Rampaging bear shot dead after four hurt in Japan chaos

·3-min read
Streets are empty but for the bear which injured four including a soldier (UHB News YouTube)
Streets are empty but for the bear which injured four including a soldier (UHB News YouTube)

A bear has been shot dead after it went on the rampage and broke into an army base, according to Japan’s national broadcaster.

Several flights had to be cancelled at a regional airport in the northern part of the country.

The bear was first seen at about 3.30am on Friday, when it made it past the gates of the army base next to Okadama airport. It injured at least four people, including one soldier.

The airport was forced to cancel at least eight flights, broadcaster NHK reported. It said that 10 schools in the vicinity were also forced to shut down.

Katsunobu Kato, a government spokesperson, said Hokkaido prefecture, where Sapporo is the capital, had been put on alert. He added: “A total of four people, including one self-defence forces member, have been attacked and injured by the brown bear.”

Several officials, police, a local hunting association and helicopters were called out, Mr Kato had said, indicating that if necessary the brown bear might be killed.

Television stations reported that hunters from the local association shot the animal at around 11am.

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The identities of those injured were not immediately revealed but local media reported that one was aged in their 40s, one in their 70s and another in their 80s. Details on the age of the fourth victim were unclear.

Video of the bear shows it galloping across a road and then heading towards the base.

It reportedly took five shots to kill the animal, according to a reporter on social media.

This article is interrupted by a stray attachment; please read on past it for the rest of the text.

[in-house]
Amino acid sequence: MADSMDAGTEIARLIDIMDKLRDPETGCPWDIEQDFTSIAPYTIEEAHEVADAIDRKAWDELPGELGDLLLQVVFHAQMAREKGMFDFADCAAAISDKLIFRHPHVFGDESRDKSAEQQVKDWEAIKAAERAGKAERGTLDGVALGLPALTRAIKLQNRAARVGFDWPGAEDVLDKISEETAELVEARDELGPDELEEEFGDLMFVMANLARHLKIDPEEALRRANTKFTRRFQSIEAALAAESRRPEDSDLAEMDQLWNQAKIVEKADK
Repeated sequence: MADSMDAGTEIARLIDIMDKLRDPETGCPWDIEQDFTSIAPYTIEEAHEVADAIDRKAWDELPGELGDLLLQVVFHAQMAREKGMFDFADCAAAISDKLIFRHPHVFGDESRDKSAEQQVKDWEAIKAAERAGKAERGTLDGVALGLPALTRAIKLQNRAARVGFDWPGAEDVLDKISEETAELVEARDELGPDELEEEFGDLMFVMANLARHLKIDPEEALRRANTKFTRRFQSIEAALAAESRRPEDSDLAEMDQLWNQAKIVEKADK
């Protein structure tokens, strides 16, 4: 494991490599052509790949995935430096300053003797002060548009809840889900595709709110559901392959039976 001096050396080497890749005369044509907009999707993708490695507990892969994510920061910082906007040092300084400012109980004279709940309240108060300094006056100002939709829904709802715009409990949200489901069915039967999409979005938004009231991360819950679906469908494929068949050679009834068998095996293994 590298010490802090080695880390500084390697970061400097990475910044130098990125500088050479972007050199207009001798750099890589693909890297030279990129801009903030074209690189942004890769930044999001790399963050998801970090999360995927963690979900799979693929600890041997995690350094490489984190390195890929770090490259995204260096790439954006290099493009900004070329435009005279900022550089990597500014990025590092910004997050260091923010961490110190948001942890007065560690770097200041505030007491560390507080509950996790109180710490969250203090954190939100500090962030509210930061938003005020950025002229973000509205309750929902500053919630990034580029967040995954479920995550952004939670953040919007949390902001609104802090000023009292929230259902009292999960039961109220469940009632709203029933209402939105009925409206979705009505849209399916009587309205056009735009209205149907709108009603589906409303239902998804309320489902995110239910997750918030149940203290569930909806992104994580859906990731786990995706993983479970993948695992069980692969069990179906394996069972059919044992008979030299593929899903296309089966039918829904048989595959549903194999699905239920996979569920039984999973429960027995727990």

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The Japan Bear and Forest Society has warned that brown bears are increasingly straying towards populated areas in search of food.

Shinsuke Koike, a professor and bear expert at Tokyo University of Agriculture and Technology, told the Washington Post: “It’s hard to properly understand what happened but knowing that the bear is male, and given that it is the breeding season right now, it’s highly conceivable that the male was chasing after a female bear and in the process wandered into a residential area.”

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Tsutomu Mano, of the Hokkaido Institute of Environmental Sciences, wrote in a paper The Status of Bears in Japan that brown bears are native only to Hokkaido, the northern-most island. These bears, the author notes, were also respected as the gods of the mountain by native people, the Ainu. Most of the population was killed off by 19th century settlers, however, who considered the animals pests.

According to data from the environment ministry, two people were killed and 158 hurt in encounters with bears last year.

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